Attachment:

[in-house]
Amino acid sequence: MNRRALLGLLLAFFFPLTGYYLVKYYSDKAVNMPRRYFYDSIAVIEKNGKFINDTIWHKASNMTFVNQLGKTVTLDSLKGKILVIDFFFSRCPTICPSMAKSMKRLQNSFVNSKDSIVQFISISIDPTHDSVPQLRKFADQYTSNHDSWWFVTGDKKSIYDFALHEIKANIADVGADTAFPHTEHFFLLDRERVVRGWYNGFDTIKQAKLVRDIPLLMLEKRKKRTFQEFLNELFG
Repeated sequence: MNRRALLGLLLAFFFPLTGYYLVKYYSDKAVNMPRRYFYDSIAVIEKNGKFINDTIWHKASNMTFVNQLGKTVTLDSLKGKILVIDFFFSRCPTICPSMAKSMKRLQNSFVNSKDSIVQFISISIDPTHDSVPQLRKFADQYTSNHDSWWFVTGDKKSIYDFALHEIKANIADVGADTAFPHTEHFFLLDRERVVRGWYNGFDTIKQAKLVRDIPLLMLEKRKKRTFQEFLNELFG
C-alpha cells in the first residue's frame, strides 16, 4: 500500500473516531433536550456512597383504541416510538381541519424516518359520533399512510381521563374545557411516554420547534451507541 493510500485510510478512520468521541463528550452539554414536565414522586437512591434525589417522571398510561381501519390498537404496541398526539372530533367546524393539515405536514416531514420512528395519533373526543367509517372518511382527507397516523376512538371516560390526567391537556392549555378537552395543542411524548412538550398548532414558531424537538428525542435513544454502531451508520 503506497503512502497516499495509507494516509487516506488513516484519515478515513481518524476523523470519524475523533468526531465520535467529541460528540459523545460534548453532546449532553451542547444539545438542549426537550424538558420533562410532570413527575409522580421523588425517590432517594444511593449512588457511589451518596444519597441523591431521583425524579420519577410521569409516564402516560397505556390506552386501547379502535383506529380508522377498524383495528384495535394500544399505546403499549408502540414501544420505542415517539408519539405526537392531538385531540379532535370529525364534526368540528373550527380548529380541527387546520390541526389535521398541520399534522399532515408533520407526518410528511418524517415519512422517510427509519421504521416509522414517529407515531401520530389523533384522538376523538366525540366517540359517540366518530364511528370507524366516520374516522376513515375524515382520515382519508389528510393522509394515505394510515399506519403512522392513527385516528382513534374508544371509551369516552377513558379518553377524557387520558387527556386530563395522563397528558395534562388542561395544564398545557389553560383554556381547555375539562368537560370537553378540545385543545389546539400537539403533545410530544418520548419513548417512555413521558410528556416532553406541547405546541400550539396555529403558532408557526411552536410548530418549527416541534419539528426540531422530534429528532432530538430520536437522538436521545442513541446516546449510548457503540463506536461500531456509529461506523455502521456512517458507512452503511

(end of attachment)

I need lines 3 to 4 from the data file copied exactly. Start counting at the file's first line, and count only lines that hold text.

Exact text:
Repeated sequence: MNRRALLGLLLAFFFPLTGYYLVKYYSDKAVNMPRRYFYDSIAVIEKNGKFINDTIWHKASNMTFVNQLGKTVTLDSLKGKILVIDFFFSRCPTICPSMAKSMKRLQNSFVNSKDSIVQFISISIDPTHDSVPQLRKFADQYTSNHDSWWFVTGDKKSIYDFALHEIKANIADVGADTAFPHTEHFFLLDRERVVRGWYNGFDTIKQAKLVRDIPLLMLEKRKKRTFQEFLNELFG
C-alpha cells in the first residue's frame, strides 16, 4: 500500500473516531433536550456512597383504541416510538381541519424516518359520533399512510381521563374545557411516554420547534451507541 493510500485510510478512520468521541463528550452539554414536565414522586437512591434525589417522571398510561381501519390498537404496541398526539372530533367546524393539515405536514416531514420512528395519533373526543367509517372518511382527507397516523376512538371516560390526567391537556392549555378537552395543542411524548412538550398548532414558531424537538428525542435513544454502531451508520 503506497503512502497516499495509507494516509487516506488513516484519515478515513481518524476523523470519524475523533468526531465520535467529541460528540459523545460534548453532546449532553451542547444539545438542549426537550424538558420533562410532570413527575409522580421523588425517590432517594444511593449512588457511589451518596444519597441523591431521583425524579420519577410521569409516564402516560397505556390506552386501547379502535383506529380508522377498524383495528384495535394500544399505546403499549408502540414501544420505542415517539408519539405526537392531538385531540379532535370529525364534526368540528373550527380548529380541527387546520390541526389535521398541520399534522399532515408533520407526518410528511418524517415519512422517510427509519421504521416509522414517529407515531401520530389523533384522538376523538366525540366517540359517540366518530364511528370507524366516520374516522376513515375524515382520515382519508389528510393522509394515505394510515399506519403512522392513527385516528382513534374508544371509551369516552377513558379518553377524557387520558387527556386530563395522563397528558395534562388542561395544564398545557389553560383554556381547555375539562368537560370537553378540545385543545389546539400537539403533545410530544418520548419513548417512555413521558410528556416532553406541547405546541400550539396555529403558532408557526411552536410548530418549527416541534419539528426540531422530534429528532432530538430520536437522538436521545442513541446516546449510548457503540463506536461500531456509529461506523455502521456512517458507512452503511